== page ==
Similarity #1: Relatively small, isolated issues within a much larger system.
Kidney stones are small compared to the entire body and isolated to a specific part within the body; the kidney. Traffic issues at rail crossings are small compared to issues across the entire road network and isolated to specific areas around rail crossings.
Similarity #2: Can cause sharp and intense pain.
Although kidney stones are small, they can cause sharp, unexpected, and intense pain. Similarly, traffic issues at rail crossings typically cause sudden, unexpected, and lengthy traffic delays.
Similarity #3: Issues can build up and go undetected.
Kidney stones can begin forming long before any symptoms or pain appear. This can sometimes be the case with traffic issues at rail crossings. When an individual crossing is blocked, traffic queues begin forming and significant traffic delays may not appear for several minutes. As a driver, you may be part of a growing traffic queue that is blocked by a train and not realize it until it’s too late and you have no way to get out.
Similarity #4: Pain usually comes in waves.
Kidney stone pain is not usually constant; it comes in waves. Quickly and unexpectedly showing up, and then disappearing. At many rail crossings, traffic moves along without being delayed by trains. But at any moment a train can show up and traffic delay pains begin. Then the train leaves and traffic returns to normal.
Similarity #5: Rarely causes permanent damage but occasionally life-threatening.
Kidney stones are usually a chronic condition that flares up but doesn’t often cause permanent damage to your body. However, there are cases where kidney stone complications resulted in fatal outcomes. Similarly, traffic issues at rail crossings flare up when a train arrives but traffic returns to normal. However, sometimes there are fatal accidents with trains or there are times when emergency vehicles are delayed with life-threatening consequences.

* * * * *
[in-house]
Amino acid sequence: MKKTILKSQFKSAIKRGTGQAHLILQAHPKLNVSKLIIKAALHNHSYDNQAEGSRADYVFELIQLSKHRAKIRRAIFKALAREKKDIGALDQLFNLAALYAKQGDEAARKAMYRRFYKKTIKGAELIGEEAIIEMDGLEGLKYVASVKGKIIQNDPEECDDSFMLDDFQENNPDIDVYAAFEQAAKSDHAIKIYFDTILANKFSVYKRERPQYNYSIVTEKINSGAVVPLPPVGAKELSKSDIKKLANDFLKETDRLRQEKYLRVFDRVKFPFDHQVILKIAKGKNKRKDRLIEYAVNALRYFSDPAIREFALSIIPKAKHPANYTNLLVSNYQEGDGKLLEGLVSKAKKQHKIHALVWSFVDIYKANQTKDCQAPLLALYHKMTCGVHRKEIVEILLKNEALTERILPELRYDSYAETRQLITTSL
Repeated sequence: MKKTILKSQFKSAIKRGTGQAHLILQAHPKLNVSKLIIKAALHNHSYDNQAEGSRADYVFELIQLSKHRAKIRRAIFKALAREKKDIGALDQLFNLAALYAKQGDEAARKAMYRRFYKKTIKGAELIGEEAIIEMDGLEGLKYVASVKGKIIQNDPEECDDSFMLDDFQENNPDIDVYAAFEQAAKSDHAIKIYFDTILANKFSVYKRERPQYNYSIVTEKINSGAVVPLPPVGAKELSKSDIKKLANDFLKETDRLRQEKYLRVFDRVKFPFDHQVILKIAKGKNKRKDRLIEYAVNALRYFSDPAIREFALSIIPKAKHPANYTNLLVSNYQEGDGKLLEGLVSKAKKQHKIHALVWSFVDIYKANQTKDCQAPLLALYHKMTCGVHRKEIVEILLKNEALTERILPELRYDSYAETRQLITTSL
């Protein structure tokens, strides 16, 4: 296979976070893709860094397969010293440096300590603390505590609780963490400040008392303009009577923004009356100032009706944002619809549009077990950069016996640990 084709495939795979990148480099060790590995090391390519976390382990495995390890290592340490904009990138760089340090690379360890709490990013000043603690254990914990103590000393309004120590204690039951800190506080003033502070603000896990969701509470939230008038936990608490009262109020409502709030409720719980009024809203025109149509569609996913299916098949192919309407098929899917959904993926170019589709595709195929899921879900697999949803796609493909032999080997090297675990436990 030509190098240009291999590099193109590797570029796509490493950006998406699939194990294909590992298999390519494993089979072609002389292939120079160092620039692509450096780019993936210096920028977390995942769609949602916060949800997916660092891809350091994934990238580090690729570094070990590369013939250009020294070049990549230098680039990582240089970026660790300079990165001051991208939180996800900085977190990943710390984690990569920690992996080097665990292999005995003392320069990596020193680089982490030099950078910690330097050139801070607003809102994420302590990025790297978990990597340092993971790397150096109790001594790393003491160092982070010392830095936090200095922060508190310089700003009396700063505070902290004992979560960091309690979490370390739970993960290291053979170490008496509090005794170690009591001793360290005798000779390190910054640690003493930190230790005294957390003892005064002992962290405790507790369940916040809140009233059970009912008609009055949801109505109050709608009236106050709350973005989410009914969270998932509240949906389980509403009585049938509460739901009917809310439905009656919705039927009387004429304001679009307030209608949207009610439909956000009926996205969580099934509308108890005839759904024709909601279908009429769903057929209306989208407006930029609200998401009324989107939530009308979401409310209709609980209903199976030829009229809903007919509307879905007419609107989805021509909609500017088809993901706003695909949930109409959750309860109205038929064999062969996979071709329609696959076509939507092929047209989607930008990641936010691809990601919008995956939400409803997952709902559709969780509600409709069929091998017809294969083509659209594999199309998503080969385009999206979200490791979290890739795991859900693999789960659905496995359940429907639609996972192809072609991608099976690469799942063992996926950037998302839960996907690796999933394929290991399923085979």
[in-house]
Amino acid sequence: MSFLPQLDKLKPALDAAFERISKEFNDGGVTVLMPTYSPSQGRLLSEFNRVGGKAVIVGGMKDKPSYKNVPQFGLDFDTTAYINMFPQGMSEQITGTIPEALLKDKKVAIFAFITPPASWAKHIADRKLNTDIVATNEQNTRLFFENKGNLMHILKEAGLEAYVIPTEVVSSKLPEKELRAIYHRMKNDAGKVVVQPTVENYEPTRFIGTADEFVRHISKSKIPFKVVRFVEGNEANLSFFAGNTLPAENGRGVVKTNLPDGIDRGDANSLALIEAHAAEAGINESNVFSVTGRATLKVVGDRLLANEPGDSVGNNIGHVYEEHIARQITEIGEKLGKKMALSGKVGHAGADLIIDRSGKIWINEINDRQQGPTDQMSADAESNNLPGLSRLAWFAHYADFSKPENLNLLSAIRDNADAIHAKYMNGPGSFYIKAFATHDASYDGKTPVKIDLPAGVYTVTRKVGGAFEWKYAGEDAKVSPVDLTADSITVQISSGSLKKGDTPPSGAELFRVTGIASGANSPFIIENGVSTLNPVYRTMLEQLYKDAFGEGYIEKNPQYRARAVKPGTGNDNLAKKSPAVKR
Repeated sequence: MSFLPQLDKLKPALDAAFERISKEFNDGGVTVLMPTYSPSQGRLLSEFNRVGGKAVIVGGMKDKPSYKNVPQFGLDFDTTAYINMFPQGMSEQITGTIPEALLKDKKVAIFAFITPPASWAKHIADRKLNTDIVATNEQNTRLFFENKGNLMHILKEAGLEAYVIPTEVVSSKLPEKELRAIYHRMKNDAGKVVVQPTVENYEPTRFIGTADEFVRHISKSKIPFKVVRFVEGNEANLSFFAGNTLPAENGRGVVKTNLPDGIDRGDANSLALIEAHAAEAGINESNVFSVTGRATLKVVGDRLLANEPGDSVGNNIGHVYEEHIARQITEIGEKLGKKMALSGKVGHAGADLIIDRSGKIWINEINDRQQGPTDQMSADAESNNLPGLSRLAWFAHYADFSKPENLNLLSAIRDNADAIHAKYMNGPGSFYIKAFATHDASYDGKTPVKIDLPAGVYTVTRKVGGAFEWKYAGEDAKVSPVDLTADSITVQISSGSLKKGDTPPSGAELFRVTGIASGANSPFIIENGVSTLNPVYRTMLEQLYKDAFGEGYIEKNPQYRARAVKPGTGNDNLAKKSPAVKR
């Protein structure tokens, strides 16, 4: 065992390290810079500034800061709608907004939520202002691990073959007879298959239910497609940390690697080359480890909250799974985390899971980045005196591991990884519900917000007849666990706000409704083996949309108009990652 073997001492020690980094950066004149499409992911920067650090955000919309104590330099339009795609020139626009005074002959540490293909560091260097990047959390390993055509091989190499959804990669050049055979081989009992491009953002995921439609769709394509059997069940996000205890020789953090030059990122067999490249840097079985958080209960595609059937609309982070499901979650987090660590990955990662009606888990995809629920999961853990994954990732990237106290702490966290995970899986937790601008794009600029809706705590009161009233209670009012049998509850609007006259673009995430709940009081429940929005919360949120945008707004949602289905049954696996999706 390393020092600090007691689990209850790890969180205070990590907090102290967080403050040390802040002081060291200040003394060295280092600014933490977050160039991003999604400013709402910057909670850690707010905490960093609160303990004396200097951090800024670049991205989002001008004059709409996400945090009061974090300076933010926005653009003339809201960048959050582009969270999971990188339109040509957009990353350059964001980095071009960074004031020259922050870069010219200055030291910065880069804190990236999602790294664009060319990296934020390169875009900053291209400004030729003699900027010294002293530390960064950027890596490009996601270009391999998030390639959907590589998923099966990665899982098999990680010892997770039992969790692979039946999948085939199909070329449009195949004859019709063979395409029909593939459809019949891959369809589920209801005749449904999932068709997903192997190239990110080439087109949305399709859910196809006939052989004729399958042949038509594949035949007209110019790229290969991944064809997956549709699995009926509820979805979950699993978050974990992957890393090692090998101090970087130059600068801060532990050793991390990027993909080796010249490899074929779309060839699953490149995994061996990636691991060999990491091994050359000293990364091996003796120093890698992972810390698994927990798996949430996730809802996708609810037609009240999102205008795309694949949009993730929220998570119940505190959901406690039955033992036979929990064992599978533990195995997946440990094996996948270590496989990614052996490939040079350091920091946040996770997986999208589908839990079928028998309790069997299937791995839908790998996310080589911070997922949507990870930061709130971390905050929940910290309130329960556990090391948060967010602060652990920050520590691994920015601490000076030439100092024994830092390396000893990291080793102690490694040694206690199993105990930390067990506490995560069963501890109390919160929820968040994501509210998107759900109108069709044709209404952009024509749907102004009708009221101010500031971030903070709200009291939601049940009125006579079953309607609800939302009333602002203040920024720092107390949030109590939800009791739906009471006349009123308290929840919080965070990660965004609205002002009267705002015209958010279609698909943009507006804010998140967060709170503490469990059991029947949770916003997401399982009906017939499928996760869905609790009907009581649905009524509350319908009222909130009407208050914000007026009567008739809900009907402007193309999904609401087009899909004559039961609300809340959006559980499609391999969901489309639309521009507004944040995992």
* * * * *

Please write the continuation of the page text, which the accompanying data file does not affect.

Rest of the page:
Similarity #6: Can often be treated and managed with medication, occasionally requires surgery.
Most of the time kidney stones can be treated and managed with medication. In certain cases, more invasive approaches like surgery are needed, but often only after the medication has been tried first. Grade separation is an invasive approach to address traffic issues at rail crossings; however, there are other less expensive options to consider first. For example, predicting traffic delays at rail crossings before a train arrives and using this information to help drivers re-route to avoid these delays.
Prior to the 19th century, about 25% of kidney stone cases resulted in death, and the primary treatment involved surgery and other invasive procedures. In the late 1800s new technologies were introduced that dropped mortality rates to 2% (https://www.ncbi.nlm.nih.gov/pmc/articles/PMC3856162/). Due to ongoing technological advancements, it is currently very rare for someone to die from kidney stones. What used to be a major problem is now relatively minor and routine. I see similarities to the arc of rail crossings. Invasive procedures (i.e., grade separation) are commonly used to treat traffic delays at rail crossings. But new technologies are being introduced that can turn major problems at rail crossings into relatively minor issues.
As for my abdominal pain, it’s gone and hasn’t returned. A couple of Advil was all I needed.